Showalters LotU heroes set the bar awfully high for other authors too. I haven’t read Cole or Ione – they’re sitting in my TBR pile right now – too many good books, too little time, LOL. Some of Christine Feehan’s heroes kick ass, too, though I prefer her Ghost Walker series to the Carpathians, and her Jaguar series shows promise, too. Then there’s… Sorry, carried away, LOL.

      • Wrath is my least fave too! Oh, wait, I take that back. I can’t stand Phury. I wanted to put him out of his ever-lovin’ misery in his book and call it a day. It’s so crazy that even our favorite authors usually all have one book where we go, “Uhhhhh…WTF happened here? This is shite!” LOL

        I haven’t read Feehan yet. But Ione is really good and Lara Adrian is another one of my favorites. I dig her Breed heroes.

        But whatever you do, read. Kresley. Cole. ASAP. Start at the beginning (the 1st one is actually in an anthology called Playing Easy to Get) and don’t stop till you get to her last one (released a couple weeks ago).

        Cole is the most amazing world-builder I’ve ever read, and she pulls something off with her series that I would think is impossible, yet she does it flawlessly: all of her books are happening at the same time. For example, Book #1 happens within a 3-mo time period and then when you read Book #2, the secondary characters from #1 are now the MCs and some of what they go through will be what happened in #1 only now you see those events from their POV instead of from the MCs of Book #1….

        Ok, I’m not explaining that very well. You’ll see what I mean when you read them. It’s totally unreal. I can’t imagine how she keeps all of her details and timelines organized. She has to be crazy OCD. But she’s a genius. Oh, and some of her IAD characters cross over into Gena’s LotU series and vice versa, cause their besties in real life and are obsessed with each others’ series.

        Sorry! I’m done taking up space on your site. I have a problem with digressing. *sheepish grin*

        • Ha! I’d forgotten Phury! Took me forever to read his story, LOL. And if it hadn’t been for the other characters, I probably wouldn’t have finished it. I liked him a little better after reading Zsadist’s story, but not much. And the whole Primale thing? He’s soooo not! LOL.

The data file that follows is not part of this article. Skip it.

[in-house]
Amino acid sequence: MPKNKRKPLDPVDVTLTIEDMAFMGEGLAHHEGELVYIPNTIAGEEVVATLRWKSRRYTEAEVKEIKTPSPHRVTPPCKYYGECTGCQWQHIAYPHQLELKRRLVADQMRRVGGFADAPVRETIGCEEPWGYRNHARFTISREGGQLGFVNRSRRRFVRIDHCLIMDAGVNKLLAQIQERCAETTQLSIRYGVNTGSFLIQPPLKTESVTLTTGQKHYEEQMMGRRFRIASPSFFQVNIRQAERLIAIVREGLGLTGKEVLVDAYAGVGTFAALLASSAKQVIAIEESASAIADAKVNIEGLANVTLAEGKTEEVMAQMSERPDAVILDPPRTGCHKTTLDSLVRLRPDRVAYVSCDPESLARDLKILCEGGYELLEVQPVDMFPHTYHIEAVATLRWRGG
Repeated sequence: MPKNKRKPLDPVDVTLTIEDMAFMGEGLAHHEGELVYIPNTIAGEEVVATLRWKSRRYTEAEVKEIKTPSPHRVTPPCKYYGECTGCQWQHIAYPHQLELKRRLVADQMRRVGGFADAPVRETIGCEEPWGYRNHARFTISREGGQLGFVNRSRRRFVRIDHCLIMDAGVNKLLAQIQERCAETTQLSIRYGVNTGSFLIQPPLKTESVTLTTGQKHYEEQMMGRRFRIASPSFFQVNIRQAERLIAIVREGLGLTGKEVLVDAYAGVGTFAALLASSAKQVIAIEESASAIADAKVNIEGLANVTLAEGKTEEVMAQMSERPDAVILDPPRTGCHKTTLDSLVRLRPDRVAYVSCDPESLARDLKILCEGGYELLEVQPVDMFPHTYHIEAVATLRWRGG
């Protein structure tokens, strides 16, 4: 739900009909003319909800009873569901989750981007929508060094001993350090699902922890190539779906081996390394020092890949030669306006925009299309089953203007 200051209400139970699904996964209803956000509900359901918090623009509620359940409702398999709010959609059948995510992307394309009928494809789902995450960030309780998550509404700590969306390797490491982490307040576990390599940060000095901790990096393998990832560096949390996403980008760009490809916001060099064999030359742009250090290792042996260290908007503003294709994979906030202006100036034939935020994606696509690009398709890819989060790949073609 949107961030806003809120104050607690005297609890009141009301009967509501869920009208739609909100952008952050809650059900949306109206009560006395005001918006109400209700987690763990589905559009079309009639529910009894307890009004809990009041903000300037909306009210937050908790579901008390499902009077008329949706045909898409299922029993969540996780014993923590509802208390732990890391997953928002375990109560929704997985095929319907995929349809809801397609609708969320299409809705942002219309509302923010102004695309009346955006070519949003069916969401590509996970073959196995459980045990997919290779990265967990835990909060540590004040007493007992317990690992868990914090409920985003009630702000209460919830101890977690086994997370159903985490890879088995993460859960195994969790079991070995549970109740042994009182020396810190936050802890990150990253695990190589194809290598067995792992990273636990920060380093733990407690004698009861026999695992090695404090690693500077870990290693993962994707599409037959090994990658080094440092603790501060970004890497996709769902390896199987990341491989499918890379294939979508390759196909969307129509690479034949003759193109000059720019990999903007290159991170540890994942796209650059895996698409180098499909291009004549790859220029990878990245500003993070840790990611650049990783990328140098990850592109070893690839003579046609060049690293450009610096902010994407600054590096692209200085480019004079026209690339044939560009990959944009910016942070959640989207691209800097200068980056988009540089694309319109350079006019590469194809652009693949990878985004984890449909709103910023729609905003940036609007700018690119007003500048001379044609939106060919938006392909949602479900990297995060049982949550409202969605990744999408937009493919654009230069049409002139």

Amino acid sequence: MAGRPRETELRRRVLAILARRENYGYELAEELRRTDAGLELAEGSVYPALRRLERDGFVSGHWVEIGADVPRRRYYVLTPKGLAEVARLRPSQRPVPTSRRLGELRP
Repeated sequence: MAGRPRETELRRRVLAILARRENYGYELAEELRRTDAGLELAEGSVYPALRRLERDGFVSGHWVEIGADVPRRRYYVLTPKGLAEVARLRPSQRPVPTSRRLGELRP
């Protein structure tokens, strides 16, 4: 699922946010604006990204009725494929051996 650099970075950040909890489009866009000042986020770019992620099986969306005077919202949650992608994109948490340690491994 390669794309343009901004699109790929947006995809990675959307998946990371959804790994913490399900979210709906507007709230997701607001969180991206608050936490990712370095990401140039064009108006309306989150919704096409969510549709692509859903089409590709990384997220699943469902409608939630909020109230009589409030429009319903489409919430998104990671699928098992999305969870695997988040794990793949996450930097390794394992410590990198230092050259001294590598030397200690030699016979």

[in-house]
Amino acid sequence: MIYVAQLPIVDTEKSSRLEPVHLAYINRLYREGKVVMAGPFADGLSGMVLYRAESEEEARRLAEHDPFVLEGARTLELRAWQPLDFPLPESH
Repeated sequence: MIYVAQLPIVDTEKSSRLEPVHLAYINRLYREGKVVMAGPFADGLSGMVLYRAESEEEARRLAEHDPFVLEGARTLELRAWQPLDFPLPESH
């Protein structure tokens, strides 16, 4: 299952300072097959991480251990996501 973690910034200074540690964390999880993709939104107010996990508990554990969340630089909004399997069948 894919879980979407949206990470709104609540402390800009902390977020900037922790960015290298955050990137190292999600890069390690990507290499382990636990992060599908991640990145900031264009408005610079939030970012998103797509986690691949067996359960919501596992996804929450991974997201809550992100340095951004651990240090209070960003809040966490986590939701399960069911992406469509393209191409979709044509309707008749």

I can’t wait to start reading Cole now. I’ve never seen anyone who could pull off each book of a series happening simultaneously. HAVE to check it out!

          LOL, and digress all you want!

  4. Oh, so glad you wrote that. LOL I just explain the metaphysical moment .(Thank you, Josephy Campbell!) *wink* But your version is so much more colorful. *clears throat* I do NOT recommend anyone reading THE HERO WITH A 1000 FACES. Can we say boring? I found myself with my cheek smashed against the table and drool running out of my mouth trying to get through chapter one. (Okay, maybe I exaggerated just a smidge. But I’m Texan and we tell tall tales. Shoot me!)

    • Thanks, Skhye! I’m glad I didn’t bother with THE HERO WITH A 1000 FACES, then! Or maybe it was THE HERO’S JOURNEY? Anyway, an acquaintance tried to talk me into buying one or the other.

      I’ve read some really good articles on character development, but oddly enough, haven’t read any books on the subject. I’ll have to remedy that soon.

      Tall tales? You? No way! LOL

      When my daughter was little, she had a hard time understanding why it was ok for Mommy to make things up, but not her, LOL. She finally caught on, courtesy her dad, that if you tell everyone up front you’re making it up, it’s ok. For the longest time, she’d say things like “I’m making this up. I didn’t leave the toys out, Jessica did.” LMAO.

  5. I was in protest mode yesterday. SOPA/PIPA has gotten me extremely upset!

    As far a great hero is concerned, I like a hero that’s NOT perfect. I want them to be complex.

    Jane Eyre, by Charlotte Brontë, is a classic example. This story was written over 150 yrs ago, and yet I think it’s still a great example for modern times. Jane is a hero. She does what she thinks is right. She’s not waiting for a “prince” to rescue her. She works hard. She lives a difficult life. By the same token, I think her Mr. Rochester also has some heroic qualities to him, but in the end, Jane is the one who rescues him, and not the other way around. Neither character is considered beautiful. Their actions are what define them.

    • Hi Juli. I’ve been pretty upset about SOPA/PIPA, too. Definite action needs to be taken against piracy, but this isn’t it.

      To me, a “perfect” hero is too one-dimensional, so I agree with you – IMperfect is perfect.

  6. Pingback: Who IS This? Making Minor Characters Useful | Kenra Daniels